I've wondered something for a while that perhaps you can answer. How can space probes etc. use planets to slingshot to a higher speed (perhaps the MSM just reports wrong)? I understand using a planet to execute a turn, but increasing speed seems impossible, as gravity should have the same effect outbound as inbound.
Planets are not standing still. They can be used to pull the probe along.
Elementary (but clever) calculus.
"slingshot" orbital speedups are gained by having the spacecraft fly by a planet or moon starting at exactly the right place that the planet gives up energy from its forward orbital motion to the spacecraft. What this means is that every time we use Jupiter to speed up a probe, the planet slows down slightly. if we sent a really, really large number of probes by Jupiter this way, we could get it to fall into the Sun.
The probe's "final" (i.e. when it's far enough away for the planet's gravity to become insignificant) inbound and outbound speeds relative to the planet are equal. However, what's important for slingshot trajectories is speed relative to the sun, which can be increased or decreased depending on how the probe's trajectory and the planet's orbit interact.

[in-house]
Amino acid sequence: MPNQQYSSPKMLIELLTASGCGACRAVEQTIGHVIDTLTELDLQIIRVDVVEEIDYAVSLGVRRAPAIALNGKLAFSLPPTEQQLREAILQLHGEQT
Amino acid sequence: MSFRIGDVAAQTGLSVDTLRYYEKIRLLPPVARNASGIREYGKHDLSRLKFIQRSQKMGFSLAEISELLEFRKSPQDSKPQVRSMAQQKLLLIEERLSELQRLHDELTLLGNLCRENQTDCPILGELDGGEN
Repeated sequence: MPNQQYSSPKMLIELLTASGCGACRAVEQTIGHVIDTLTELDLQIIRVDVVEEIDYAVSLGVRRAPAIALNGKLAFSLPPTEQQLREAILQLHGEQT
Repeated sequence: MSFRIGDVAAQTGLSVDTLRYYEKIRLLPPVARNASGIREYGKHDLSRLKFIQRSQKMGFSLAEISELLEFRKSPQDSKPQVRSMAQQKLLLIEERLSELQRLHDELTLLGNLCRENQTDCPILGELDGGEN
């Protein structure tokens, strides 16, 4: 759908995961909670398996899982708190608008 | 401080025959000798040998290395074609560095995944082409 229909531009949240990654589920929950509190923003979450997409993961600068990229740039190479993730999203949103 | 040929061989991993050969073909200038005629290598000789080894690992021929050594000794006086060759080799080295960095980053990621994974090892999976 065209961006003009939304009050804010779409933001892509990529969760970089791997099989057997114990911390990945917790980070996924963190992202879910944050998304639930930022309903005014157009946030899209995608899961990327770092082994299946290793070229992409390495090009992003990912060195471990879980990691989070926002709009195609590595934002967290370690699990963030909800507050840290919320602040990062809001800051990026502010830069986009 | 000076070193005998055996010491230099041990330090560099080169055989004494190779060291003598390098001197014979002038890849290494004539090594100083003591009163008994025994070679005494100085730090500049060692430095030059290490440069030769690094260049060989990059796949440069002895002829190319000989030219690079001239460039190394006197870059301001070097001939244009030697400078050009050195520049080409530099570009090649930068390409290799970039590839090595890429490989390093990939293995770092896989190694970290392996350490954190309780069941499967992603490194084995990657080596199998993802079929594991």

Of course, the momentum and energy don't appear out of nowhere -- the planet loses the same amount that the probe gains. The planet is a lot bigger, so the effect on its orbit is miniscule.
Momentum is conserved. Some of the momentum of the large body is transferred to the smaller body, which if it is Jupiter versus Voyager 1 won't matter much to Jupiter.
Remember the planet is moving in its assigned orbit as well. You end up adding part of the velocity of the planet to your spacecraft as you do the flyby. However, you cannot get something for nothing. The Planet loses the same energy that was gained by the spacecraft. (Albeit imperceptible)
The tennis ball comes over the net at you, and is slowing down. You hit it with your moving racket, which is heavier than the tennis ball and send the ball back over the net at speed greater than it had before you hit it. In the probe planet case the probe spends more time in the planets gravitational field inbound than outbound due to the initial relative motion of the planet, so more momentum is transferred by gravity to the probe.